In overcoming significant disadvantage, it is the capacity of the general practice workforce that will provide the biggest impacts in realising improved health outcomes over time. General practice is by far the most efficient and cost-effective part of the healthcare system. GPs are often relied on the most, particularly by those most in need and with complex and chronic conditions.
General practice is already an efficient part of the healthcare system. GPs also have a very large remit. In any given year, almost all Australians – or 85 per cent – will visit a GP at least once. Yet government expenditure on general practice is relatively low at around $6.8 billion, under 5 per cent, of total recurrent health spending.[i] When compared to the significant cost to the sector for hospital services - expenditure on public hospital services is at around $61 billion – general practice offers value for money.[ii]
There is clear global evidence that health systems with strong primary care will secure long term efficiencies. Benefits from prioritised investment include achieving lower rates of hospitalisation, fewer health inequities and better health outcomes including lower mortality. The findings captured by Starfield for one make a convincing case for primary care investment and are not new, but so do so many studies that have followed it.[iii] [iv]
A broader population health policy framework that recognises the role of primary care and general practitioners in addressing health disparities makes really good policy sense. But how do we convince our policy makers – firmly fixed within their short-term electoral cycles and need for quick wins - that a strong investment now will provide real and significant returns for a healthier future?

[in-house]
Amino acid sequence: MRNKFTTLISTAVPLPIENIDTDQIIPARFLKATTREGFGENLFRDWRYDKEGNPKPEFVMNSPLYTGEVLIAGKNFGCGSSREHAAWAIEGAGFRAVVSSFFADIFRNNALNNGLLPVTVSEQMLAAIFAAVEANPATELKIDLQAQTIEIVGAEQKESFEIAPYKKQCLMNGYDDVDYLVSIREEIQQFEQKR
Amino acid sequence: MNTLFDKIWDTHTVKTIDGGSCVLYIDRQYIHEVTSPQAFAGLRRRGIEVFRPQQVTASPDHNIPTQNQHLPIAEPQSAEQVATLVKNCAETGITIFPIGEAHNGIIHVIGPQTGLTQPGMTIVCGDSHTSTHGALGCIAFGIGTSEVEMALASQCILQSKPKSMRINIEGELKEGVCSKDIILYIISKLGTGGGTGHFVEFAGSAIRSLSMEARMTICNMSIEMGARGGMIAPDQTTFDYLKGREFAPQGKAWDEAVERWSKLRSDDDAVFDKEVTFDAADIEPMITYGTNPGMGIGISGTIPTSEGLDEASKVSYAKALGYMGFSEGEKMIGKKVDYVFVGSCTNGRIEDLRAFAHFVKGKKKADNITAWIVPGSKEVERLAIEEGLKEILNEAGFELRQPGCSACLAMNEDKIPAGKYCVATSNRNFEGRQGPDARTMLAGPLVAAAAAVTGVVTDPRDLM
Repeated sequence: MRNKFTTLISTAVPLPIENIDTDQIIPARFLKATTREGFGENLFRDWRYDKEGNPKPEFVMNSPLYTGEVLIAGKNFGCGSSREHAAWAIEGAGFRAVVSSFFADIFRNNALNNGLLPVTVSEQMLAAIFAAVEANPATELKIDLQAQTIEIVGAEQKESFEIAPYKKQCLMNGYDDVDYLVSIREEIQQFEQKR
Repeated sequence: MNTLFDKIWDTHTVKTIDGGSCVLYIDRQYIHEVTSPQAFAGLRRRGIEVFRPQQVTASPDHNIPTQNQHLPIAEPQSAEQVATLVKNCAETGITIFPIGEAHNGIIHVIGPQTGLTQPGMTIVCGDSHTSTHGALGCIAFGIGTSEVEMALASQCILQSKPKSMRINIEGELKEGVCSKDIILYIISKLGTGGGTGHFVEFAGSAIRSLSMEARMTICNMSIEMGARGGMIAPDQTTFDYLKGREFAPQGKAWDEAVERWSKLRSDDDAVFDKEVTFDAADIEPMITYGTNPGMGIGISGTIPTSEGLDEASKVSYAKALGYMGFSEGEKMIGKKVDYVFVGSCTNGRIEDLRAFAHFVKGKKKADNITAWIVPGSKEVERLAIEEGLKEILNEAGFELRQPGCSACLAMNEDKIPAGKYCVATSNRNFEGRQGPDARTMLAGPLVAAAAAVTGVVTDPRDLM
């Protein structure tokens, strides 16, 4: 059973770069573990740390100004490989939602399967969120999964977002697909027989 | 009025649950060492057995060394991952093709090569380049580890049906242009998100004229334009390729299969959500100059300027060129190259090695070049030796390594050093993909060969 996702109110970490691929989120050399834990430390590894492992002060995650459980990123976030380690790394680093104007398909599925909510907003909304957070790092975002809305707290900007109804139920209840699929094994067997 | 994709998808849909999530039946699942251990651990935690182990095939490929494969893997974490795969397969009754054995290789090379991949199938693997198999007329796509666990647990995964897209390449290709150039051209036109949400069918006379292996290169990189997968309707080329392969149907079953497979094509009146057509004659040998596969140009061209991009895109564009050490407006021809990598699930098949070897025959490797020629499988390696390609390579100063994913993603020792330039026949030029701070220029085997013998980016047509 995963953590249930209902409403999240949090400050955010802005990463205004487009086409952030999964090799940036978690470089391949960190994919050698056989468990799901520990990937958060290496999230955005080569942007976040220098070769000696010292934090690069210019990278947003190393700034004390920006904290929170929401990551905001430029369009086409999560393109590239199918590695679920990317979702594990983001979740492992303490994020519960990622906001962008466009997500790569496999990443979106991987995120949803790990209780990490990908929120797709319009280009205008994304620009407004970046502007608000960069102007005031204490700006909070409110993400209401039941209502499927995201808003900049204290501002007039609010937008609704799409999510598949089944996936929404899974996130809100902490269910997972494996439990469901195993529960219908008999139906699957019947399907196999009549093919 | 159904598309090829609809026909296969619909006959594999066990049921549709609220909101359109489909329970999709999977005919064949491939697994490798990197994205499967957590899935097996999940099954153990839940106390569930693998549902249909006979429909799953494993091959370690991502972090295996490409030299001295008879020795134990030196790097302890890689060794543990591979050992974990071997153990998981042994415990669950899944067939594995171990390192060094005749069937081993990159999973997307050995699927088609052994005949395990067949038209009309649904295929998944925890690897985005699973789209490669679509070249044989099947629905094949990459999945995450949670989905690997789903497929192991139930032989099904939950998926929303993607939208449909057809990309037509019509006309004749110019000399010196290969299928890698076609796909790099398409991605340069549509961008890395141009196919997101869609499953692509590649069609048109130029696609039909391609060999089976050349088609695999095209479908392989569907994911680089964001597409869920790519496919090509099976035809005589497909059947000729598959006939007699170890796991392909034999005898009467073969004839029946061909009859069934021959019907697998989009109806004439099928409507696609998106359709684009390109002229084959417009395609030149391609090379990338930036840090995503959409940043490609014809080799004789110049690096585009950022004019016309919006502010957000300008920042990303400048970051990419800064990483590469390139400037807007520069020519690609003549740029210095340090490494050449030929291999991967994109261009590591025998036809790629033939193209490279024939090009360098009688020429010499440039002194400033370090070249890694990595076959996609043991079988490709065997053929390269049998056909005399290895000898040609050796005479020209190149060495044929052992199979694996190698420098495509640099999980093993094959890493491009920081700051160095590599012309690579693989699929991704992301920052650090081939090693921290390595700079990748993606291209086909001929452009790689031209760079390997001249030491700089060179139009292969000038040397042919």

It’s clear that policy makers are not short on evidence around the benefits of prioritising these areas. These are critical funding decisions that impact quality, access, and coordination of health service delivery.
There is significant unmet need with access to primary health care still one of the main barriers to achieving equitable health outcomes. This is the case for many disadvantaged Australians and certainly for Aboriginal and Torres Strait Islander communities. National studies have shown that health outcomes improve with improved access to GPs in areas with relatively high predicted need for primary health care.[v] But we are not seeing anywhere near the level of investment needed to make the shifts required in supporting those most in need.
Embedding more preventative health interventions in the primary health care setting also needs focus. Primary care and preventative health go hand in hand. A rising disease burden requires a stronger emphasis on preventative health and GPs are key in terms of delivery. We clearly need to be prioritising both areas and with the level of investment warranted to secure strong health outcomes. We need investment in both prevention and primary care with recognition through funding of the important role general practice has in delivering both aims.
While preventative health requires a whole of community focus and an effort from each and every one of us, much of the service responsibility again falls to general practice. The GP has the lead role in ensuring their patients remain healthy over a lifetime and preventing illness, identifying risk and offering early intervention is already a large part of what we do.